If he isnt Crop Dusting…there is no oil in the combustion chamber…period.

and since the Accord Valve cover fails at the plug wells and is very well known… PLease…look there first. But like I said…no oil smoke…no oil in combustion chamber

Blackbird


#18

Vehicles will burn oil and NOT smoke. It’s a matter of how much oil is burning. Small amounts and you won’t notice it at all.


#19

Not ones that wet the electrode sir… SMOKE SMOKE SMOKE… But yes they can burn oil and not smoke…much

NOT when the electrode is oil soaked however Abso-Effing-loutely-not. I am fairly certain this guys electrodes are getting the drip down effect when he pulls them from the head…and they are sitting in a well full of oil. They arent actually wet inside the head…but get wet when removed.

Besides…the symptom I am talking about…and what Tester started…is beyond easy to verify and check…hell it required no tools even. So check it…and then move on…but do NOT ignore it.

Especially when 95% or more of Accord Valve cover gaskets are replaced because of oil in the plug wells…its super super well known and massively common. If you wait long enough an Accord will stop running…and you pull any plug wire and it literally makes a sucking sound as it comes out of the near full plug well…full of oil. It literally grounds out the iginition.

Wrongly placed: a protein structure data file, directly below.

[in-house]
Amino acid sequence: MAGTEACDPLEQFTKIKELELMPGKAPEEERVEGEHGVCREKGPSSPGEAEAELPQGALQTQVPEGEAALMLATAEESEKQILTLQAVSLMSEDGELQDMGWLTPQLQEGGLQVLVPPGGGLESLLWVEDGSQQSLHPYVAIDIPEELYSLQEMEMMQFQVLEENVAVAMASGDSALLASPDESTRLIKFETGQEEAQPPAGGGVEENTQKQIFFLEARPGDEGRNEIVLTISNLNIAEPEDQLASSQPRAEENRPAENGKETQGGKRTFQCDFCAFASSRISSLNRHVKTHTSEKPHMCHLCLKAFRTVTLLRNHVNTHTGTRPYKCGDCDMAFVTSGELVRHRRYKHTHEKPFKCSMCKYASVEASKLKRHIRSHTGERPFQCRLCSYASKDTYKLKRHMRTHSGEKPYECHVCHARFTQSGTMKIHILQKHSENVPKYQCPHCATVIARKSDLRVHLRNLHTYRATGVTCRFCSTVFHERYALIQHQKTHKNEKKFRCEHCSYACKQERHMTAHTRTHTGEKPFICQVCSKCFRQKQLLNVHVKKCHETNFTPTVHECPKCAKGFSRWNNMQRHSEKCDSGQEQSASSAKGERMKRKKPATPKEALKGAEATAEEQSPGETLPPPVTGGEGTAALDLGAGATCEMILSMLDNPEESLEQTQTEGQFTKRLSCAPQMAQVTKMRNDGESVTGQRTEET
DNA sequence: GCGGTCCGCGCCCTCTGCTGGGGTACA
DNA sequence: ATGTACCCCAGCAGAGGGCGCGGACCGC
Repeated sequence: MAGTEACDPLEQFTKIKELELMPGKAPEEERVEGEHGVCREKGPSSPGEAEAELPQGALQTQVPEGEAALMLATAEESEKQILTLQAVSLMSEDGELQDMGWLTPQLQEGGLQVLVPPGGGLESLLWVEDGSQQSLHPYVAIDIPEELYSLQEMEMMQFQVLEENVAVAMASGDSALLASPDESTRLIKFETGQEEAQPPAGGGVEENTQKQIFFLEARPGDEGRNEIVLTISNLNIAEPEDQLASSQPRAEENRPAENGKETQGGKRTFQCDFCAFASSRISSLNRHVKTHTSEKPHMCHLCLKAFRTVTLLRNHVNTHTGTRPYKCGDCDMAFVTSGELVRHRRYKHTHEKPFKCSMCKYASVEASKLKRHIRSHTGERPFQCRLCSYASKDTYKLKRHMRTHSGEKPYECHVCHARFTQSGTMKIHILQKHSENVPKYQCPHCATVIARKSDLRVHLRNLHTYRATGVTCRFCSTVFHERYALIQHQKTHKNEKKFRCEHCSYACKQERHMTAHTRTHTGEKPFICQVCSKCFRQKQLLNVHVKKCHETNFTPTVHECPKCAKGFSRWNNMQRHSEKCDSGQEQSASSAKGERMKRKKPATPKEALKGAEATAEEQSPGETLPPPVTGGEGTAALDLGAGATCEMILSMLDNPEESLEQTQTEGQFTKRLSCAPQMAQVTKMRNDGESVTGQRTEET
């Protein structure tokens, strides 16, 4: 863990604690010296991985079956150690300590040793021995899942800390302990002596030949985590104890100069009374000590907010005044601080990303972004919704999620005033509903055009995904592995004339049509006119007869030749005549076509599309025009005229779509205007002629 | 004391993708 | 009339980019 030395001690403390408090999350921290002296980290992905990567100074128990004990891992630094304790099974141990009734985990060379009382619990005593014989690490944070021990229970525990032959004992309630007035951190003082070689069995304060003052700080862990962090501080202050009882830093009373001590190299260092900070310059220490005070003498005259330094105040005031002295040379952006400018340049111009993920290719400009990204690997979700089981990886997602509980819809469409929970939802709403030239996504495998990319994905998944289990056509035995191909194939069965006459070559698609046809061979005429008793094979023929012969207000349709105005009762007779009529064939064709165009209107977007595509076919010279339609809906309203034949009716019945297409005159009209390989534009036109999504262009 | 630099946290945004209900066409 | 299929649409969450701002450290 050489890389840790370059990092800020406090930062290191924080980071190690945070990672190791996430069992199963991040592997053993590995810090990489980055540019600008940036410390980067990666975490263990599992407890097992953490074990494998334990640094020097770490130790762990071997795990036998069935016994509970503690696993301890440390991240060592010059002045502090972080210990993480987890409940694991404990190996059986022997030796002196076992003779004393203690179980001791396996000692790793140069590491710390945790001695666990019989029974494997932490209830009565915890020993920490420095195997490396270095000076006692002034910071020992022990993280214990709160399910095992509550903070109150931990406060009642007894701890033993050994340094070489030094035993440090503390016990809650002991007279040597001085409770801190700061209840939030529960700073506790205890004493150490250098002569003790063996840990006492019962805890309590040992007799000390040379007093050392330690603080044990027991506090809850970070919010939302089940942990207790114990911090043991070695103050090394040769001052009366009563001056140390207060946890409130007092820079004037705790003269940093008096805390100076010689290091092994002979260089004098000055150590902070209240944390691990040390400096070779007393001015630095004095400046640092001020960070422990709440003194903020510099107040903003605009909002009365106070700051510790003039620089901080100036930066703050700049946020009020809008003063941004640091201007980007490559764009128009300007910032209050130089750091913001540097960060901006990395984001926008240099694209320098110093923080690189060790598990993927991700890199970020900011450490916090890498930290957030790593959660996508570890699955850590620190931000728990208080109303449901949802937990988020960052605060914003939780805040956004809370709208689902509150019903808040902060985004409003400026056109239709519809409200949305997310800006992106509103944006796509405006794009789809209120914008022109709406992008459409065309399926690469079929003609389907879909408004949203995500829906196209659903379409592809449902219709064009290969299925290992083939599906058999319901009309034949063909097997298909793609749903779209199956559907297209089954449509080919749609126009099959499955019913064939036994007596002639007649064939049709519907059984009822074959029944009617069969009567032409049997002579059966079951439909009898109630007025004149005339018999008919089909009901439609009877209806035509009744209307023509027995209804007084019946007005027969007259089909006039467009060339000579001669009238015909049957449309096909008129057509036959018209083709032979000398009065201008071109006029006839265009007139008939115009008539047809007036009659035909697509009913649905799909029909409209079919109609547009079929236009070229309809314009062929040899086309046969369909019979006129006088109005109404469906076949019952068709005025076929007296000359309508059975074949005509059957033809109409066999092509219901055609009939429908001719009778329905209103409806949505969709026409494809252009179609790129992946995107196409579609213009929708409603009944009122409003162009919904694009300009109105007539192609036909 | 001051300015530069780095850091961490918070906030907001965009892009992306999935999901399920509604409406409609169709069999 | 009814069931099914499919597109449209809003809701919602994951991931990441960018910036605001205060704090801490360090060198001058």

Now…does this OP know the difference between and insulator and the electrode? I dunno… Oil soaked ELECTRODES…will make smoke like you cant imagine…oil soaked insulators…will stop sparking and seem fouled…when in reality whatever wet the insulator is providing a nice path to ground and robbing the electrode of that nice little arc of energy.

Blackbird


#20

Could sludge be blocking the drains in the head and causing oil to accumulate up to the valve stems?